100 prisoners are given an opportunity to go to a theatre and watch a movie. Each can choose either to go or not. However, if everyone chooses to go to the trip then no one is allowed to go.

The prisoners can't communicate with each other and all are equally selfish. They all follow the same strategy to make a choice.

What could be a strategy that allows some of them to go? How can the strategy be optimized so that maximum of the prisoners can see the movie?

  • 3
    $\begingroup$ They can't really be perfectly selfish. The strategy of always choosing to go on the trip dominates every other possible strategy, every time. If they were perfectly selfish, they'd just all choose to go with 100% probability. If they're not perfectly selfish, then they should just randomly choose a prisoner to not go. That's what an "each prisoner chooses randomly and independently" solution amounts to anyway. $\endgroup$
    – Jack M
    Oct 17, 2017 at 20:11
  • 1
    $\begingroup$ If only one prisoner says no, then the other 99 get to? $\endgroup$
    – Carl
    Oct 17, 2017 at 21:08
  • $\begingroup$ If all prisoners are selfish and have no way to communicate, then there is no "strategy". A strategy means that there is agency, and if the only choice I have is to go or not to go, then the only possible outcomes are "You are guaranteed to lose" and "You are very likely to lose". As such, the perfect strategy is "Chose to go and hope someone gets shanked in the shower" $\endgroup$
    – MechMK1
    Nov 10, 2017 at 13:55

3 Answers 3


If each prisoner

chooses to go independently with probability p (which on the face of it seems like the only class of strategies they can actually employ)


the probability that a given prisoner gets to go is p times the probability that at least one of the others chooses not to go; that is, $p(1-p^{99})$.

This is maximized when

$100p^{99}=1$ or $p=100^{-1/99}$ which is about 0.955. This gives each prisoner about a 0.945 chance of seeing the movie.

  • $\begingroup$ Think you have a typo somewhere, you say 0.955 and 0.945.. $\endgroup$ Oct 17, 2017 at 17:01
  • 1
    $\begingroup$ They're probabilities of two different things. $\endgroup$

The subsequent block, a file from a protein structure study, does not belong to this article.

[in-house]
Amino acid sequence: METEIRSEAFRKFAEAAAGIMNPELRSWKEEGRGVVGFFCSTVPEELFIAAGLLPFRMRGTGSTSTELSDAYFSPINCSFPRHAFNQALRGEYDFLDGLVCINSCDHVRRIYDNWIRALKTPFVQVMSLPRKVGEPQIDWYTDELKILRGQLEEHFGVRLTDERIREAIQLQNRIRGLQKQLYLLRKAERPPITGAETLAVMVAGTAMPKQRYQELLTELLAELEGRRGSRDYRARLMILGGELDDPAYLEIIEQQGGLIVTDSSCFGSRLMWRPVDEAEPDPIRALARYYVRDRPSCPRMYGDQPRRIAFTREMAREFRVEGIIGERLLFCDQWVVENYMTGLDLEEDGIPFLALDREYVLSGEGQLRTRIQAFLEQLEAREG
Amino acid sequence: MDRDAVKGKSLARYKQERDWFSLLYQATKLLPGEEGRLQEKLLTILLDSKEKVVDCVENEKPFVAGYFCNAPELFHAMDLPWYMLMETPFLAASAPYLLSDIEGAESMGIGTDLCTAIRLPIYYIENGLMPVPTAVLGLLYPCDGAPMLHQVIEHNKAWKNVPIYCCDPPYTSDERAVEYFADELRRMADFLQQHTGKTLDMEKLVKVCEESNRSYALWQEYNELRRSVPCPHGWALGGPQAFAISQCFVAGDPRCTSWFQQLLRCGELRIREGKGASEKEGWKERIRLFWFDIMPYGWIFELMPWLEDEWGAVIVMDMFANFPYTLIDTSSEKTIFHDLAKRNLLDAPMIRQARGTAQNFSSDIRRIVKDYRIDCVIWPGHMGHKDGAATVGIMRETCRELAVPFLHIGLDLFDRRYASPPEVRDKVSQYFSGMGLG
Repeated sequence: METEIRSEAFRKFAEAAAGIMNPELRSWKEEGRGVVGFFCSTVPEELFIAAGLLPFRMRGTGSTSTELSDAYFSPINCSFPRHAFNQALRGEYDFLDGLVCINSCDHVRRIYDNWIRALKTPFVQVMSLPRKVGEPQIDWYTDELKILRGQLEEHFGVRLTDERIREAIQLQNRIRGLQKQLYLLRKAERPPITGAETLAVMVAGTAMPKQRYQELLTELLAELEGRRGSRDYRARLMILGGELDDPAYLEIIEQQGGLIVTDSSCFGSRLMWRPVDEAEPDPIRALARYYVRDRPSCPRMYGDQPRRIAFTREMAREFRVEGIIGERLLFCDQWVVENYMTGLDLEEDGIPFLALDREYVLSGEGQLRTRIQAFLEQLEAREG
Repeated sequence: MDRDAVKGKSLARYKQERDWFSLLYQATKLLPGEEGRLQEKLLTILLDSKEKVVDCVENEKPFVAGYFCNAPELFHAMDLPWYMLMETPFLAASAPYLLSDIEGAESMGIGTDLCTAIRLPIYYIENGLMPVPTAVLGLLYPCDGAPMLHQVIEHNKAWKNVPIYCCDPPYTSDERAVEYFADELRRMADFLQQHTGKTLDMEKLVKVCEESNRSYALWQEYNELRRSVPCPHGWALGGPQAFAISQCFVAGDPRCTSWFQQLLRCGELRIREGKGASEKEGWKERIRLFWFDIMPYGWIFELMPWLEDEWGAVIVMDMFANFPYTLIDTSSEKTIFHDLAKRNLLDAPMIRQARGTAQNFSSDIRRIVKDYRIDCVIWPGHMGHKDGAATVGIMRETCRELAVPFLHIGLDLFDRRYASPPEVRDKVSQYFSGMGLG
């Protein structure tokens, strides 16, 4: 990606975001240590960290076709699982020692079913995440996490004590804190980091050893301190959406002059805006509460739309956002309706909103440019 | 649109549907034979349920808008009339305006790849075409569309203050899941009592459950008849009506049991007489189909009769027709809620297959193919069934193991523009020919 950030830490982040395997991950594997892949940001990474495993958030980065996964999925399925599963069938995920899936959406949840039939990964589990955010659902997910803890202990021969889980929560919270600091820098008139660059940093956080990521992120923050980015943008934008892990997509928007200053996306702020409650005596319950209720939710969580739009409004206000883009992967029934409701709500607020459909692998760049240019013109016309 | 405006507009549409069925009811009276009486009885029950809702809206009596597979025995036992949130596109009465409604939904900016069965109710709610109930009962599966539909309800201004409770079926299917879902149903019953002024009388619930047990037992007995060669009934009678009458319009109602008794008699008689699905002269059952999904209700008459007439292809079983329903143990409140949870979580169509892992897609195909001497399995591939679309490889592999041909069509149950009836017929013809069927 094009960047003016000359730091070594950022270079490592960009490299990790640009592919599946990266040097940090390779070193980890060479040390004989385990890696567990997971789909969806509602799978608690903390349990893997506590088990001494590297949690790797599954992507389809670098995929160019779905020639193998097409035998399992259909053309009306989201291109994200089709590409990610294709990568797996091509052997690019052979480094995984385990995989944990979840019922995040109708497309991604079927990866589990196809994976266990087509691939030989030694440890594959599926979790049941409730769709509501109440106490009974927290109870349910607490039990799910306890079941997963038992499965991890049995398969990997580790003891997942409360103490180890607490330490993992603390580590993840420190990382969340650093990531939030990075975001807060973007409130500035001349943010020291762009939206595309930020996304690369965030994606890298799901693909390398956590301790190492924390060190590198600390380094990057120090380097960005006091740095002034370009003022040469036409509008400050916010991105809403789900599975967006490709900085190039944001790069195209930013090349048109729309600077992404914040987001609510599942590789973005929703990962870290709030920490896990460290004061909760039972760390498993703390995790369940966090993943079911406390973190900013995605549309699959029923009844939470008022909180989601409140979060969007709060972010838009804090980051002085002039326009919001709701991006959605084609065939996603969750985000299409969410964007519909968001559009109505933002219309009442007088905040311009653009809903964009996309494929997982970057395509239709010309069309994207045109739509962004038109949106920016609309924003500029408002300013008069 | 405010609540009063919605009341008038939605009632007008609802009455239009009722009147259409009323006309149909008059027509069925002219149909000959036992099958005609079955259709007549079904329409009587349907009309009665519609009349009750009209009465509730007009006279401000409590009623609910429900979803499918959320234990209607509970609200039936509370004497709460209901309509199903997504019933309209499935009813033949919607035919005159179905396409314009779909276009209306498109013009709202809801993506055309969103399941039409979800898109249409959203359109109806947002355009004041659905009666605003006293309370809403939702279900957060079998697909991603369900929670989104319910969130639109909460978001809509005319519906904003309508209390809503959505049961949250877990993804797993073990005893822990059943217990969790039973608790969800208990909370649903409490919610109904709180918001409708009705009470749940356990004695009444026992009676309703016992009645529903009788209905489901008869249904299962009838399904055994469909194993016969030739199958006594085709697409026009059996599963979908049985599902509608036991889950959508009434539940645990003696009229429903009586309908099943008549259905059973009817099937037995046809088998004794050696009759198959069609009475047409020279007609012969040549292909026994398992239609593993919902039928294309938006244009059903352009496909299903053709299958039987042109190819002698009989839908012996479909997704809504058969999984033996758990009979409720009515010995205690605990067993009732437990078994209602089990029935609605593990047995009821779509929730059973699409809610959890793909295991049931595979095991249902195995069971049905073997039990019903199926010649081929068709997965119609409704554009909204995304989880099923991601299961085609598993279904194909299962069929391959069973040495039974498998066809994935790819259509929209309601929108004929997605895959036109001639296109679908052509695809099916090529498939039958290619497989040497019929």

– Gareth McCaughan
    Oct 17, 2017 at 17:01
  • $\begingroup$ (I may well have a typo anyway, of course. In fact I did, a formatting error, but I've fixed it now.) $\endgroup$
    – Gareth McCaughan
    Oct 17, 2017 at 17:02
  • $\begingroup$ A lame question maybe - how is it maximized in that form? Could you please explain.. $\endgroup$
    – Saurav Das
    Oct 17, 2017 at 17:23
  • $\begingroup$ @SauravDas take the derivative of the formula $p(1-p^{99})$ with respect to $p$ and set it to zero. Solve for $p$. Aka solve $1-100p^{99}=0$. The value is $0.954548456661834$... $\endgroup$
    – kaine
    Oct 17, 2017 at 17:33

Here is my answer:

First of all, the answer depends on how you would like to maximize your way. To be honest, I believe this is open-ended question because there is no best optimized $p$. In other words, what would be your confidence interval? Some likes 99%, some other 95% not 100 people to go:

For 95%

$p^{100}=0.05$, which makes our $p=0.97$

For 99%

$p^{100}=0.01$, which makes our $p=0.955$ which is practically the same answer as Gareth's answer.

and some others (like me), I would try to maximize the probability of at least 90 people go with low chance 100 will go:

maximize $C(100,99)(1-p)\times p^{99}+C(100,98)(1-p)^{2}\times p^{99}+...+C(100,90)(1-p)^{90}\times p^{90}$

which makes the result as

$p=0.9543$ with $0.93\%$ 100 people will go.

If I would try to maximize the probability of at least 95 people will go with low chance 100 people go:

$p=0.9736$ with $7 \%$ 100 people will go.

As I said, it is preference and I believe there is no exact solution for this problem.

  • $\begingroup$ The question says all prisoners are selfish, that is they don't care about the probability that others will go to the movie. $\endgroup$
    – ffao
    Oct 17, 2017 at 23:24
  • $\begingroup$ @ffao if each prisoner goes independently with the probability of p as Garerh's answer. $\endgroup$
    – Oray
    Oct 18, 2017 at 5:12
  • $\begingroup$ So those answers (yours and Garerh's) mean that you give the prisoner 'probability' (e.g. Dice or some sort of thing which count one individual chance of going to theater), which define if one could go or not. Correct? $\endgroup$
    – Cockabondy
    Oct 18, 2017 at 7:27
  • $\begingroup$ @Cockabondy yes, it is like giving a dice, they roll and decide to go or not. $\endgroup$
    – Oray
    Oct 18, 2017 at 7:34

Assuming that the prisoners can generally communicate between themselves, but not when the choice of going to the theatre is given, they will take turns for choosing not to attend. This may be based on an prisoner number given by the guards, the cell number... The exact details aren't important, just that there is an order known by all the inmates. When it is their turn for not going, it is in their selfish interest to play fairly and choose so, since otherwise they will be beaten/punished by the other 99 prisoners.

(Actually, exchanging the no-goer role would be common, and those in the top of the pyramid would always end up going)


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